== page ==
This was the cup upset that made the football world sit up and take notice of Elton John. Suddenly they could see that there was more to the rock star than flamboyant clothes and outrageous glasses and, if anyone still had any doubts, his ownership of the club was not a gimmick.
Watford had started their campaign in the Third Division well. They were second in the table and goals were flowing. Luther Blissett an Ross Jenkins had struck up a partnership that was beginning to yield a lot of fruit. With the season a couple of months old, they already had 20 goals between them.
Twenty-year-old Blissett came off the bench to score both goals that knocked Second Division Newcastle United out in the previous round. When the draw for the third round was made, Graham Taylor said: ‘We’ve hooked the biggest fish left in the competition, now we’ve got to land it.’
Watford went about the job methodically. Bertie Mee, Taylor’s assistant, watched United and identified their threats. No one dared to say it beforehand but this was not a vintage United side. They had not long recovered from a season in the Second Division and were finding it hard to turn a run of draws into victories. Even so, they had some dangerous players. Steve Coppell on the wing and Joe Jordan the powerful centre forward, who was a sort of rich man’s Ross Jenkins, had to be stopped. And Old Trafford in the late Seventies was not a place for the faint-hearted. It was cavernous, noisy and intimidating.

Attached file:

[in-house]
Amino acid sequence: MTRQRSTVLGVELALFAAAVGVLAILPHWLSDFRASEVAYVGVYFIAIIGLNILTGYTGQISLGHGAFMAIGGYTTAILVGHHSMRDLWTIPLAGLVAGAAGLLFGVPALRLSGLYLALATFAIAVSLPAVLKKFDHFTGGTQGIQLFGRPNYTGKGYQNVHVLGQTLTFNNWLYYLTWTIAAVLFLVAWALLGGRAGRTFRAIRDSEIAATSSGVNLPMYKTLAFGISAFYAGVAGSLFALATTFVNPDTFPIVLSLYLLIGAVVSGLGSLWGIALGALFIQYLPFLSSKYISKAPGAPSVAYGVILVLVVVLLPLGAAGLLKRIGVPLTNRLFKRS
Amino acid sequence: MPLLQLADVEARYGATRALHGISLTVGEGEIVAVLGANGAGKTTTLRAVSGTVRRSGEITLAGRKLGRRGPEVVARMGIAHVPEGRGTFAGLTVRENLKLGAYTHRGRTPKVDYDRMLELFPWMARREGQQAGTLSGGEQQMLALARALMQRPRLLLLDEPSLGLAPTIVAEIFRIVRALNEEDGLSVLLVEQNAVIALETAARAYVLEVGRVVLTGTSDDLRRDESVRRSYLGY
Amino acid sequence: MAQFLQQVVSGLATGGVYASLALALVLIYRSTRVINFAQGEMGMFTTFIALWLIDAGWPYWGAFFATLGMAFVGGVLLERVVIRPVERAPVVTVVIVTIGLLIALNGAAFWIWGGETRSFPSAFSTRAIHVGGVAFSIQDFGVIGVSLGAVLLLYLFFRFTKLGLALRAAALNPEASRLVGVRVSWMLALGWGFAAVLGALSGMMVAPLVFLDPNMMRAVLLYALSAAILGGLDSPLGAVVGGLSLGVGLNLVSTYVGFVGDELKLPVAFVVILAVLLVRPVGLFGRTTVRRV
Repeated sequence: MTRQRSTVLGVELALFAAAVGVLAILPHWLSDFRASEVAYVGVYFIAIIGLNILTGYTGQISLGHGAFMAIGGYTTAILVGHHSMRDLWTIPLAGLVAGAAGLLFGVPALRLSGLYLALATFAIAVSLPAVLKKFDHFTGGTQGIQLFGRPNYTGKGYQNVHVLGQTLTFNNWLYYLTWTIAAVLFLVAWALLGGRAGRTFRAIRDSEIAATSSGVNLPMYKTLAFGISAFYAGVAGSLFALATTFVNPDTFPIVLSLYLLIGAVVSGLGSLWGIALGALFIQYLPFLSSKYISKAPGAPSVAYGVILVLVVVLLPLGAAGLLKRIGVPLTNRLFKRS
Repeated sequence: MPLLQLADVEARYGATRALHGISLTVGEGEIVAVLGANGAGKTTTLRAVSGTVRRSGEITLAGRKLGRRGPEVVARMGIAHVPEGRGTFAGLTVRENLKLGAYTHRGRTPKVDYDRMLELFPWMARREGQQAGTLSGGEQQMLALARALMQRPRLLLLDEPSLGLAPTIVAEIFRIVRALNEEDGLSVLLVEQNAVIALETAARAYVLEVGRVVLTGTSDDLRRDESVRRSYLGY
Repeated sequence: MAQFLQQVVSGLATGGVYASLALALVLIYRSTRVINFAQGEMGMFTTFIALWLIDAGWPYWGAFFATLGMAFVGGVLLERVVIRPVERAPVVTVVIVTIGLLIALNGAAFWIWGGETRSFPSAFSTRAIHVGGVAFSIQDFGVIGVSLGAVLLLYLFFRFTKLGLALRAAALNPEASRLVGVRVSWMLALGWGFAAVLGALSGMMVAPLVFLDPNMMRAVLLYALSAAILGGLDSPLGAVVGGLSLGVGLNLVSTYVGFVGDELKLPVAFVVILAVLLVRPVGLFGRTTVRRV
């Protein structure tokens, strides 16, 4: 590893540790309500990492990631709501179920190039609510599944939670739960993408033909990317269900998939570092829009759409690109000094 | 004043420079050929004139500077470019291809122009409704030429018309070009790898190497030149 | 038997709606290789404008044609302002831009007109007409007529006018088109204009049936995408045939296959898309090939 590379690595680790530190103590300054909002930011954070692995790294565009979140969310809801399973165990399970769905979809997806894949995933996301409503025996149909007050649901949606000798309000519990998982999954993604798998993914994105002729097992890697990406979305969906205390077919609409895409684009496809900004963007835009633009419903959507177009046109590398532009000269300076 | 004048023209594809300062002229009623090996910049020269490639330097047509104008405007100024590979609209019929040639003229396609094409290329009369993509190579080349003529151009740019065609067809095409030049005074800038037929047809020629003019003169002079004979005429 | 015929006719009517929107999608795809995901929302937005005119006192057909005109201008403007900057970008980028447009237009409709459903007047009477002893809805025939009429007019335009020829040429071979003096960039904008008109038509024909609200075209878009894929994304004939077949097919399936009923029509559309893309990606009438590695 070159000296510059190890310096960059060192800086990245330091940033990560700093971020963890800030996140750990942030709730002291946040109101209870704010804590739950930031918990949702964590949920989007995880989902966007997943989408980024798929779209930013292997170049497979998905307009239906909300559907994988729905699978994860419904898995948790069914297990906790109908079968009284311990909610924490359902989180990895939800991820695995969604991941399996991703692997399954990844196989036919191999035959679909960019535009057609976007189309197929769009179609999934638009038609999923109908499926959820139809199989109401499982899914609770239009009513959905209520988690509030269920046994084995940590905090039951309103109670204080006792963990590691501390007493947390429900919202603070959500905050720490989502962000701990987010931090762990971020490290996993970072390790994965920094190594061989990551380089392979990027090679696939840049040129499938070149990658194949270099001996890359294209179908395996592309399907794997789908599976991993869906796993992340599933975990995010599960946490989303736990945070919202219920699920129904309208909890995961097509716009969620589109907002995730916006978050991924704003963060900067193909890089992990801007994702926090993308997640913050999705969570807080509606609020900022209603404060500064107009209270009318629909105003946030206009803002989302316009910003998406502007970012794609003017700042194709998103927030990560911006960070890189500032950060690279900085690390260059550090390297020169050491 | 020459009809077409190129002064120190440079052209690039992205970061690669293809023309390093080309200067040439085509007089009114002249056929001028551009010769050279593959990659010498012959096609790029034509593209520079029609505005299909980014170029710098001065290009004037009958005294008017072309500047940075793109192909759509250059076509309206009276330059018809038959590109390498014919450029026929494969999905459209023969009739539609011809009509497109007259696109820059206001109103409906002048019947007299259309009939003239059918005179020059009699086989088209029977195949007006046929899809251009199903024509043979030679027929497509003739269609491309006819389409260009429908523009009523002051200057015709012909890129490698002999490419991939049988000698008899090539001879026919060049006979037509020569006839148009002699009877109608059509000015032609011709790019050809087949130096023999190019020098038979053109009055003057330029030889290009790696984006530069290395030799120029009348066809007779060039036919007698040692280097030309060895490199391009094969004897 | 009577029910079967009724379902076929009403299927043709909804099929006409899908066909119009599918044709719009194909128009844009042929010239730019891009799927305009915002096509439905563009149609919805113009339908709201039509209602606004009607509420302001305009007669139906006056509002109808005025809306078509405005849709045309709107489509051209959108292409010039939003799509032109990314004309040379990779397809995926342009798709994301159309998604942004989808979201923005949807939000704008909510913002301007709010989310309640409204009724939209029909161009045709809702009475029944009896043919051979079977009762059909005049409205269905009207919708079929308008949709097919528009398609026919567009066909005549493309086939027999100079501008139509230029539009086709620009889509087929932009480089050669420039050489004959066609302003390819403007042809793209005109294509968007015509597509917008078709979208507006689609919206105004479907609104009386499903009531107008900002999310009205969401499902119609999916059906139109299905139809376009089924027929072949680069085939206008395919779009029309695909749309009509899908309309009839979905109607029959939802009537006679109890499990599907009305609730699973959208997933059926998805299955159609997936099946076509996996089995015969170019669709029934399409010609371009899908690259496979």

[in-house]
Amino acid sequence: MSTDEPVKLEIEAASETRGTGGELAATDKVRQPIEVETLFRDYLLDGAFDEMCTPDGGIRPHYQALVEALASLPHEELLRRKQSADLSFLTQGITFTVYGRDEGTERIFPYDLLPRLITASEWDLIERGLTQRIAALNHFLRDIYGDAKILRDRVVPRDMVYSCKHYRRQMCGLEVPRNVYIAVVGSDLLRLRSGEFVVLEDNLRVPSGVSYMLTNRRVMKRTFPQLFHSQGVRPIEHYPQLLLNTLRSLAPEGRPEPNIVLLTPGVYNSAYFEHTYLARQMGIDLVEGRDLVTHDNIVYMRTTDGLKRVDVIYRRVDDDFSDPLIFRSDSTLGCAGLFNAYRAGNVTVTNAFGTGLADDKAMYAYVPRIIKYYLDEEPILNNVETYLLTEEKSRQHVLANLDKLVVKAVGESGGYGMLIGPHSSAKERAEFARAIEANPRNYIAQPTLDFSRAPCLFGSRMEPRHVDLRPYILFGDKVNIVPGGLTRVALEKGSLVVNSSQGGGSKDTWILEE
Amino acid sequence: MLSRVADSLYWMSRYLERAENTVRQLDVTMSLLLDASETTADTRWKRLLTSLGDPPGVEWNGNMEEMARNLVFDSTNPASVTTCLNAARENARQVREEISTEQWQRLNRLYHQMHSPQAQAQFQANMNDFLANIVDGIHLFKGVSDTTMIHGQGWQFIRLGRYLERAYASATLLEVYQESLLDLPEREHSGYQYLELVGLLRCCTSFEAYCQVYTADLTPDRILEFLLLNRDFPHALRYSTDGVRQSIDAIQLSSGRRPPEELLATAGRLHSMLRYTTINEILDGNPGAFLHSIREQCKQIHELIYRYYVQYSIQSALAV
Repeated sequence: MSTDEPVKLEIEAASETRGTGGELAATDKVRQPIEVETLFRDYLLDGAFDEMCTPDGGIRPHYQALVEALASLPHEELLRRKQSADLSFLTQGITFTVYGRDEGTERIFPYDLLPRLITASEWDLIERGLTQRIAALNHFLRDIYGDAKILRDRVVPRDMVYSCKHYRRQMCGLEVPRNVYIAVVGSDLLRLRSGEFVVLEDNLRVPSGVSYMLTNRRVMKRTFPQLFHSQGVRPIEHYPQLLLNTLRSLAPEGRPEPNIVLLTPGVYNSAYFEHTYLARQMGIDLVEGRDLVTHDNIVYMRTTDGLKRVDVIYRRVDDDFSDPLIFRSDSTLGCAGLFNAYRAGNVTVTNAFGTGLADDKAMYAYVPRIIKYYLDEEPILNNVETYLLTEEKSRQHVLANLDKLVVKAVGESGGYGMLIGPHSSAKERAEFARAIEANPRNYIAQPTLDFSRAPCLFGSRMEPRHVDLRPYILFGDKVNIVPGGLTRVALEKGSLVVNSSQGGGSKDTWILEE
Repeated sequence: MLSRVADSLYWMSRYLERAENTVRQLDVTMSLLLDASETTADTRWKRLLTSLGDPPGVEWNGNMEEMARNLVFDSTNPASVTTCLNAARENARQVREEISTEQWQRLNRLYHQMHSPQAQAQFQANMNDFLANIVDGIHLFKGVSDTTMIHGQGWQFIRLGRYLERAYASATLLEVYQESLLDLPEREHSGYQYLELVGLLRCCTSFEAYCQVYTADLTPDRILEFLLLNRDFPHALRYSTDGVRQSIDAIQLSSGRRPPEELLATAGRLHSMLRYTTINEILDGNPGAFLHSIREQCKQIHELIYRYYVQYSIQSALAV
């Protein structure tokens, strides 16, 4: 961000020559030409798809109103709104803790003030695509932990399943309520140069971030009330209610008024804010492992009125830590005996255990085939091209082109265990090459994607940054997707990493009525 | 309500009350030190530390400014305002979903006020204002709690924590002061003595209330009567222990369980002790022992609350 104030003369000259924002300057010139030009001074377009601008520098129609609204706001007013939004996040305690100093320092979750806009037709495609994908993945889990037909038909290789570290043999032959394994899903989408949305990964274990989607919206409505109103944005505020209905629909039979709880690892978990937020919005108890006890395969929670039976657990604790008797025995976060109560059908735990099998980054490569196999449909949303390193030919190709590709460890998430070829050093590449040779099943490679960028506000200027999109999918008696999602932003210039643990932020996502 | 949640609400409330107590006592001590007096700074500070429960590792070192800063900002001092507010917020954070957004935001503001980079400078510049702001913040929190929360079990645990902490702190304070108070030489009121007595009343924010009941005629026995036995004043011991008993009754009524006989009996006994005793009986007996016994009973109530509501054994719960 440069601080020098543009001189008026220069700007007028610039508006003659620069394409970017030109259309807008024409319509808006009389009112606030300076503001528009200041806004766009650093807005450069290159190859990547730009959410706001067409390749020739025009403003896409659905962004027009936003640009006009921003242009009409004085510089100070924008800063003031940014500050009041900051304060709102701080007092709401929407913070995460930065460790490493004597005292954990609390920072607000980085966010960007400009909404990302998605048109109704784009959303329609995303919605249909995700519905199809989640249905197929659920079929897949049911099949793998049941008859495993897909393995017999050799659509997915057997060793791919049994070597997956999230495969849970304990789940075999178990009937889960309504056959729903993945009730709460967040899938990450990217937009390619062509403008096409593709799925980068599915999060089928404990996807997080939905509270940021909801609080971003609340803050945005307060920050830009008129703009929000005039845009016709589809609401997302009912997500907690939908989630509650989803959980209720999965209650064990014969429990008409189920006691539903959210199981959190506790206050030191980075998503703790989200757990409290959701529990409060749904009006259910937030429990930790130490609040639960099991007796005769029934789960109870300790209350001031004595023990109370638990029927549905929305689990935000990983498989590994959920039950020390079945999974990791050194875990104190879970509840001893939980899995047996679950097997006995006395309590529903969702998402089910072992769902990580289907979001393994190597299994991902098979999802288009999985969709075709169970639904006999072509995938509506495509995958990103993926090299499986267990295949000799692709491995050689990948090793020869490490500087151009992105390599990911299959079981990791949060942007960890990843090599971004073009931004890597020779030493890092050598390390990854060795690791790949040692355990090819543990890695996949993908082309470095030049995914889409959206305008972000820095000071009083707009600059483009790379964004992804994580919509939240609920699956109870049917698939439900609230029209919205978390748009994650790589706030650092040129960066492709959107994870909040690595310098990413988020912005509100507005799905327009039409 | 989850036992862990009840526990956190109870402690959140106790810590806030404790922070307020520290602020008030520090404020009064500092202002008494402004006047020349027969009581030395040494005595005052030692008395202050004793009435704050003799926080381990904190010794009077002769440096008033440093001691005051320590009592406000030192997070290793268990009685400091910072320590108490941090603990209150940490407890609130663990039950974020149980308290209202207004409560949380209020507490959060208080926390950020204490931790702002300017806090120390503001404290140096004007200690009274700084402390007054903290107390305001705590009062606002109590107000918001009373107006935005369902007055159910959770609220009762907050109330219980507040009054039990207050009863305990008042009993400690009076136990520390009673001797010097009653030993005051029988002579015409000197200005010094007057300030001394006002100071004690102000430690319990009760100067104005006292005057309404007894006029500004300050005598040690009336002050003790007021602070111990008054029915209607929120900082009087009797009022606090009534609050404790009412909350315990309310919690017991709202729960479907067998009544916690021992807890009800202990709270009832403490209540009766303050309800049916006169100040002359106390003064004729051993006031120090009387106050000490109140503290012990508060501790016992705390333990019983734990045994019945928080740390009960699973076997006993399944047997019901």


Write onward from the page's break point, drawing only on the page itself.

The first half did not go to plan. For a team that wanted to ruffle feathers, Watford showed too much respect and five minutes before the break Jordan scored. As Taylor would later say: ‘In the Third Division you challenge for every ball as if you believe that ball is rightfully yours. You have to take charge of the game. Just because we are up against a First Division team, some of them international players, does not mean we should change our approach. That is what I told them at half-time.’
Alan Garner put it differently. ‘We got a rollocking at half-time and the boss told us they were nothing special.’
The second half was a different story. Within a minute, Watford were level. Blissett ran into the box, between the defenders, and connected sweetly with Bobby Downes’s cross to head past Paddy Roche.
From then on, Watford feared no one. They were full of running and made Old Trafford’s big pitch work in their favour, dragging United’s defenders wide and creating space. Mee’s plan to isolate Coppell worked perfectly.
Blissett’s second was another header. Brian Pollard broke clear on the right and played the ball to Jenkins, who had made a run towards the corner, stretching United’s defence again. They worked the ball to Booth who had time and space to send in a neat cross for Blissett to meet.